No, Aunt Jennifer is not a phlebotomist (you know, those wonderful folks who take blood from you at the hospital). When we say "needlework," we mean the stitching, or crocheting, or sewing that Aunt J does to create her compelling tapestry. Any time you come across an act of creation in a piece of literature, your antennae should perk up. In this case, Aunt J is engaged in a creative process, much like Rich was when she wrote this poem. Both ladies have created something of value. Aunt Jennifer's tigers are made all the more impressive because she creates them in spite of her oppressive circumstances. They are a testament to her creative spirit, and her needlework symbolizes the power of art in overcoming, or at least outlasting, repression.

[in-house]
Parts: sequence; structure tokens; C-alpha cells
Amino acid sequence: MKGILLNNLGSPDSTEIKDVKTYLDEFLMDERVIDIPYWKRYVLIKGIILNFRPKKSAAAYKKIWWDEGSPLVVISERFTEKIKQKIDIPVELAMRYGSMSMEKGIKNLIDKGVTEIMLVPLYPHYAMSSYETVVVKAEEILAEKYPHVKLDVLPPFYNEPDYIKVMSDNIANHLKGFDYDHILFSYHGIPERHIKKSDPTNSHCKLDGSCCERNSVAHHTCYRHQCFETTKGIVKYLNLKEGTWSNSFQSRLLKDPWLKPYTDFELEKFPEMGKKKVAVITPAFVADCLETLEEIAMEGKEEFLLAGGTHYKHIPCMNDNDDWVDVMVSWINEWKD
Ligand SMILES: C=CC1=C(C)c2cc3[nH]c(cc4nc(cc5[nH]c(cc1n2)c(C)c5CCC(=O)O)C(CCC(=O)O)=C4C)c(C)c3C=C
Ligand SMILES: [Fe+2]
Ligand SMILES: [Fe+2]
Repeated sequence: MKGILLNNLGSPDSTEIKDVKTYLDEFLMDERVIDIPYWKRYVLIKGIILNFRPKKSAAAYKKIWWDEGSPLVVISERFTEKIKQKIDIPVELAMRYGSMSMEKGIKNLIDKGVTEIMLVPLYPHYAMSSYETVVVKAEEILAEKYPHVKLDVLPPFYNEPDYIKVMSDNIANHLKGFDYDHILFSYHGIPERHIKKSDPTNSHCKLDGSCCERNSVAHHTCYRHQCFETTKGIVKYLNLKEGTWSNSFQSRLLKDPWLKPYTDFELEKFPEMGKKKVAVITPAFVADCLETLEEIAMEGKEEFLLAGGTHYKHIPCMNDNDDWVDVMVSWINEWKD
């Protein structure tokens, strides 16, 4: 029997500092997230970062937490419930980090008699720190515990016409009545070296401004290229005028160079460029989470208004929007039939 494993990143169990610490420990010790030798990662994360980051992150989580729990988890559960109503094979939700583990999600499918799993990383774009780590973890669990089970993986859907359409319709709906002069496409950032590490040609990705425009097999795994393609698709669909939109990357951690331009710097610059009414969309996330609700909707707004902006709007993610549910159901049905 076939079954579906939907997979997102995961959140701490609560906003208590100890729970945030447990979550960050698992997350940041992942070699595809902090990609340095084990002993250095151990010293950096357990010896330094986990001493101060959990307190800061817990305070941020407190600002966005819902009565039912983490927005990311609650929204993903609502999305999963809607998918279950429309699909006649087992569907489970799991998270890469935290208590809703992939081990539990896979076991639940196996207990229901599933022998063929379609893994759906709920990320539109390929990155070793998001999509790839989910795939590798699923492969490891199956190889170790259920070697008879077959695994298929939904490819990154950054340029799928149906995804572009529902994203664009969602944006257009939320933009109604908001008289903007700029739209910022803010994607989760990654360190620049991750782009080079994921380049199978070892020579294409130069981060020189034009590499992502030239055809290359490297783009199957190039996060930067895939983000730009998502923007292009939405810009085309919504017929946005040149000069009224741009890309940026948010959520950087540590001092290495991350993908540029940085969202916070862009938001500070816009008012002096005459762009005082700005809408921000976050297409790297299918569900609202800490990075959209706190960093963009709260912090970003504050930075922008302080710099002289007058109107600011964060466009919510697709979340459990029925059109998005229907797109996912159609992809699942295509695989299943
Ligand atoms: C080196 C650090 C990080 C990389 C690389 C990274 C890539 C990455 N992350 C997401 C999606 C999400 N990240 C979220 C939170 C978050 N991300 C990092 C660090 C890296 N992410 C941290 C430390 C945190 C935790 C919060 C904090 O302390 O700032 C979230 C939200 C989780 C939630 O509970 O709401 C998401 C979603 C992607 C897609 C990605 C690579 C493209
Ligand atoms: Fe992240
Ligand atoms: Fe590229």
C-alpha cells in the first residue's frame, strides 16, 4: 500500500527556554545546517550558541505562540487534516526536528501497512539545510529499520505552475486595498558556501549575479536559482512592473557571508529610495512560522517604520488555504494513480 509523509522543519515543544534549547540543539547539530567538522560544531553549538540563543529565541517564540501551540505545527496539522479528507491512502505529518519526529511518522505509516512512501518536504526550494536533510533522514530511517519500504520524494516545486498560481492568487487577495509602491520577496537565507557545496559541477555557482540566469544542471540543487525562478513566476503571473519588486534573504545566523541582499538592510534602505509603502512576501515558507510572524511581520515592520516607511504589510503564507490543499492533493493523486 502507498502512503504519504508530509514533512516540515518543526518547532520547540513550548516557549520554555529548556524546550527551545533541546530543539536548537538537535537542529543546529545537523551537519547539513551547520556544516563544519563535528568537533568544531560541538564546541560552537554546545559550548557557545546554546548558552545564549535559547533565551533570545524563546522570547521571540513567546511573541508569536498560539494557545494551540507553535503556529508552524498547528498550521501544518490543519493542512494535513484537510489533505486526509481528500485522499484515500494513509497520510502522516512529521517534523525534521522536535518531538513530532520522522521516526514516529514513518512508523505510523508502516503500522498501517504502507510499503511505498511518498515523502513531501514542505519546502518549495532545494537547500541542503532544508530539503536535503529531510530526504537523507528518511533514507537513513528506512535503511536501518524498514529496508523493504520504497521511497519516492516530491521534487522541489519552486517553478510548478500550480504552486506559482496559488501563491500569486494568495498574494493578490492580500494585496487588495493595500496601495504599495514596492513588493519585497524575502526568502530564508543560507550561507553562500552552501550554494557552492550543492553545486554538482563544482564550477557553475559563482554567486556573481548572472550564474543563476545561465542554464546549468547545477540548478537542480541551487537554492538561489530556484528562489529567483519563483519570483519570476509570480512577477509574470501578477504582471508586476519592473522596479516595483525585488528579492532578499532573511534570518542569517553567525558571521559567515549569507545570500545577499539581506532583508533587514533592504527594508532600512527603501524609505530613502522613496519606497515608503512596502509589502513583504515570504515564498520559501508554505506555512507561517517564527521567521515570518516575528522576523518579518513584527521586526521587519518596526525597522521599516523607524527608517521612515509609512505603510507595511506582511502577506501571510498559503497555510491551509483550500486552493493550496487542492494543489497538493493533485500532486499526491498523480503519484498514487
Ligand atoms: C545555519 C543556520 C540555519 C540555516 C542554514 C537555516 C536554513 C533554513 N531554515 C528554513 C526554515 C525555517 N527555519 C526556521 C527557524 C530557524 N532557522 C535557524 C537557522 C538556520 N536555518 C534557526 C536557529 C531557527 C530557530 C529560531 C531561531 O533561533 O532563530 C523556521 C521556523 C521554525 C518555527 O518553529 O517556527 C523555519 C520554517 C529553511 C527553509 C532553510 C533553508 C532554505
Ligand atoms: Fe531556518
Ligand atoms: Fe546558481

- Line 1: We're alerted from the get-go to the vitality of Aunt Jennifer's creation, which "prance across the screen." She injects (get it? needles? inject?) her work with a triumphant vitality.
- Lines 5-6: We know that sewing sounds like a laugh riot, but it's not all fun and games—at least for poor Aunt J. She's having difficulty in performing her craft.
- Lines 7-8: Who's to blame for her trouble? Well, it could have something to do with that gigantic ring that she's got on. Of course, it's not really a cartoon-sized piece of jewelry. The ring here is a symbol of the oppression that Aunt J must overcome in order to express herself through her creation.
- Lines 11-12: Despite her struggles, Aunt Jennifer's creations will surpass her own troubled life. In that way, she's achieved a kind of triumph—over death, over repression. Her craft allows her to create something that will remain a testament to her spirit, long after she's gone.